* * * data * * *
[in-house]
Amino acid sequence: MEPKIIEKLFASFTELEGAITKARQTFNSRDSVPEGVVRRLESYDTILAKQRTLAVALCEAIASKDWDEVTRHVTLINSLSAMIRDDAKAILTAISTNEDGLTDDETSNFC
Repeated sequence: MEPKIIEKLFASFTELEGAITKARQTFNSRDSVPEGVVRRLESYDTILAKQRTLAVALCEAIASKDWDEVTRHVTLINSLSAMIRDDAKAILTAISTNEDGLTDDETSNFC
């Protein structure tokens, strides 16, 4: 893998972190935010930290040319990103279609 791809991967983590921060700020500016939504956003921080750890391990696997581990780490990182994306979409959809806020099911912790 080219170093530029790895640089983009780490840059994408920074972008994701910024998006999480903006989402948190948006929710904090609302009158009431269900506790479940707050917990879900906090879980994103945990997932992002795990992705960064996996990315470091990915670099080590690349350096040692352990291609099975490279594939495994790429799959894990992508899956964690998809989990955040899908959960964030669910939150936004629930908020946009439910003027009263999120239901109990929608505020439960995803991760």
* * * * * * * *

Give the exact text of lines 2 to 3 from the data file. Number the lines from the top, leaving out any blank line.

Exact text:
Amino acid sequence: MEPKIIEKLFASFTELEGAITKARQTFNSRDSVPEGVVRRLESYDTILAKQRTLAVALCEAIASKDWDEVTRHVTLINSLSAMIRDDAKAILTAISTNEDGLTDDETSNFC
Repeated sequence: MEPKIIEKLFASFTELEGAITKARQTFNSRDSVPEGVVRRLESYDTILAKQRTLAVALCEAIASKDWDEVTRHVTLINSLSAMIRDDAKAILTAISTNEDGLTDDETSNFC